Seven months later, the Intrepid was patched up and back in action, providing air support for the bloody Marine landing in Peleliu. It soon would participate in the Battle of Leyte Gulf—the largest naval battle in history.

Intrepid vs. Japan’s Mega-Battleship

As a huge American force embarked to liberate the Philippines from Japanese occupation through amphibious landings in Leyte on October 17, 1944, the Imperial Japanese Navy sought to force a decisive naval battle through a three-pronged counterstroke, involving nine battleships, four carriers and nineteen cruisers.

On October 24, scout planes from the Intrepid sighted the largest of the groups, Admiral Kurita’s central force, including a massive Japanese warship. This leviathan was the Musashi—displacing seventy-two thousand tons, it was the largest battleship ever built, with three triple 18.1-inch gun turrets and armor ranging from thirty to sixty-five centimeters thick.

The carrier-on-battleship duel was on. Just two hours later, eight-ship Helldiver and Avenger squadrons from the Intrepid began harrying the mega-battleship. A bomb blasted its number-one turret, then a torpedo struck it amidship. Four of the Intrepid’s bombers were shot out of the sky in the blossoming bursts of sanshikidan beehive shells. The battleship began to list five degrees as it took on tons of water.

Strike planes from five additional U.S. carriers began descending upon the wounded Musashi, like vultures on a wounded beast. The Musashi was struck by an estimated nineteen torpedoes and seventeen bombs, and numerous other ships in the central force sustained heavy damage.

Kurita sailed his ships out of bomber range. But at 7 p.m., eleven hours after the Intrepid’s planes first spotted it, the super battleship finally capsized.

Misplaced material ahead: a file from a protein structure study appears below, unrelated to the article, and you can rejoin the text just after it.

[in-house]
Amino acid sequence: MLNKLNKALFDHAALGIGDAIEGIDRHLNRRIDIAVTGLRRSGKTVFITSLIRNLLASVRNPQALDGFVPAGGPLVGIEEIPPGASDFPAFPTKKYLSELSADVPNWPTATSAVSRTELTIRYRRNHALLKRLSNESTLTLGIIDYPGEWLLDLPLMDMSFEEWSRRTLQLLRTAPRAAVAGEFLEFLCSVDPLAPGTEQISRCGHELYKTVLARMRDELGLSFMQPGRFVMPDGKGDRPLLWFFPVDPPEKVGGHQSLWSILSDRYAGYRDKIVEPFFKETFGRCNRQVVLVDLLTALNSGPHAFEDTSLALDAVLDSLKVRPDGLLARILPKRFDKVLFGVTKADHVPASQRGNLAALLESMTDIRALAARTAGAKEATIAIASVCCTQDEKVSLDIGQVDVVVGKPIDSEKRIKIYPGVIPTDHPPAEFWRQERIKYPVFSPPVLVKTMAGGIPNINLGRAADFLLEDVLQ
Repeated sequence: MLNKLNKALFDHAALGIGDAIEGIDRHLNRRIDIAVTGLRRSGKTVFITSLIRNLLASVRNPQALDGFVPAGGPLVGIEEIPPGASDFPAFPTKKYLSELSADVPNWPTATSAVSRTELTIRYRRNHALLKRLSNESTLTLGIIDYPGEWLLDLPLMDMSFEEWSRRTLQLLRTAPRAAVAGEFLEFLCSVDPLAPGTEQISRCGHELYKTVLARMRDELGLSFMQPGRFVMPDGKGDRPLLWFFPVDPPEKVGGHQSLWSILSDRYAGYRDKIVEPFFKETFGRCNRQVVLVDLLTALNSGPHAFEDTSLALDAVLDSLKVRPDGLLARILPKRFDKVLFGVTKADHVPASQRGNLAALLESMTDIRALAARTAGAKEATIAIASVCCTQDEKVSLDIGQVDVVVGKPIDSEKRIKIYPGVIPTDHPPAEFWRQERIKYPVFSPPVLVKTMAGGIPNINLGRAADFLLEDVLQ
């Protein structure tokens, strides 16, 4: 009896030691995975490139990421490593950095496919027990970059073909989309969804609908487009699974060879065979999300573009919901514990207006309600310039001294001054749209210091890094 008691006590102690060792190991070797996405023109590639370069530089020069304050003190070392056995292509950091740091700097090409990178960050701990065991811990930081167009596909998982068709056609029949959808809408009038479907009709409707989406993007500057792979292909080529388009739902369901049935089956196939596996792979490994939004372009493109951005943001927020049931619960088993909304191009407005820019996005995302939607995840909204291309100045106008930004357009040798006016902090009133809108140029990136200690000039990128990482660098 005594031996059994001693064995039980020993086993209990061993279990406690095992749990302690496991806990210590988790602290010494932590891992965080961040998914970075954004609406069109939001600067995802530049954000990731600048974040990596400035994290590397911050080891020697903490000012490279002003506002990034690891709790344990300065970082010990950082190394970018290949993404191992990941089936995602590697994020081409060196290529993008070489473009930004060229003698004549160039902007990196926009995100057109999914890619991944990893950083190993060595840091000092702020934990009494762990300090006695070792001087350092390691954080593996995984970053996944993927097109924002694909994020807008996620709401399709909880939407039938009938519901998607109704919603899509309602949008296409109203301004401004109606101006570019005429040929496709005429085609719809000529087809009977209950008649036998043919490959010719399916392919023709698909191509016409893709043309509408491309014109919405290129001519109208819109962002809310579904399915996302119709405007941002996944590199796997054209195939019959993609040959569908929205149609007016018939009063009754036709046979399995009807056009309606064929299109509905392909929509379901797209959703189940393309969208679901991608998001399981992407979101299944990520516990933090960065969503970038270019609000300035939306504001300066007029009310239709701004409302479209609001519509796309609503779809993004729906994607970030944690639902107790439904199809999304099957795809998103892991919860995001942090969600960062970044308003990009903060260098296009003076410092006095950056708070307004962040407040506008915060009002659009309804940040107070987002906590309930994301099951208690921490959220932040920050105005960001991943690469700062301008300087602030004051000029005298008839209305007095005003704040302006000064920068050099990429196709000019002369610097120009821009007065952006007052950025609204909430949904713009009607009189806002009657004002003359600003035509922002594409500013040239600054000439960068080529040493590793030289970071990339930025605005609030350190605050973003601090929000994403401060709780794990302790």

The notoriously reckless Admiral Halsey redirected the Intrepid and other U.S. carriers to give up on Kurita’s group to hunt another Japanese fleet including four aircraft carriers. But this Northern Force was actually intended as a suicidal decoy, as the hapless Japanese carriers mustered only 108 combat aircraft between them. The Intrepid’s air wing, along with the others in Task Force 38, swept away the paltry fighter screen and helped sink the carriers Zuihao and Zuikokou in the Battle of Cape Engaño. But meanwhile Kurita successfully doubled his fleet back through the San Bernardino Strait and nearly dealt a deadly blow to the lightly defended American landing force at Samar.

Kamikaze Terror

Just a few days later, the Intrepid’s crew experienced the horror of air attack themselves when a Japanese kamikaze plane rammed into a port flak position. The African American cooks manning the air-defense guns there kept on firing even as the fighter smashed into their position, killing nine.

Worse was to follow on November 25, when an A6M Zero smashed into it at noon. The resulting blaze was being brought under control when a second bomb-laden Zero made a beeline for the carrier, which evasively swerved to starboard. But the suicide attacker managed to weave through a barrage of flak and plunge through the flight deck, igniting a fire in the hangar below, an attack you can see here.